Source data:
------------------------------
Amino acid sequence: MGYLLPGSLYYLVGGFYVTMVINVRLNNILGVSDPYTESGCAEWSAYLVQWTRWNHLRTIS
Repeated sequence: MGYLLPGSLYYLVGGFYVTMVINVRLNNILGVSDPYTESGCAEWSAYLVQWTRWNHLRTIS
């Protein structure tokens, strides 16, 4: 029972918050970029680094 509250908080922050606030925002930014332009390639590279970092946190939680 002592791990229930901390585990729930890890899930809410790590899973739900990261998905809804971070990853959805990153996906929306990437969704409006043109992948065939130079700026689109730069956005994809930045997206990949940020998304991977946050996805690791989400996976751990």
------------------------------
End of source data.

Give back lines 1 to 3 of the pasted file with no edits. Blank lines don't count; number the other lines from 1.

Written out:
Amino acid sequence: MGYLLPGSLYYLVGGFYVTMVINVRLNNILGVSDPYTESGCAEWSAYLVQWTRWNHLRTIS
Repeated sequence: MGYLLPGSLYYLVGGFYVTMVINVRLNNILGVSDPYTESGCAEWSAYLVQWTRWNHLRTIS
């Protein structure tokens, strides 16, 4: 029972918050970029680094 509250908080922050606030925002930014332009390639590279970092946190939680 002592791990229930901390585990729930890890899930809410790590899973739900990261998905809804971070990853959805990153996906929306990437969704409006043109992948065939130079700026689109730069956005994809930045997206990949940020998304991977946050996805690791989400996976751990």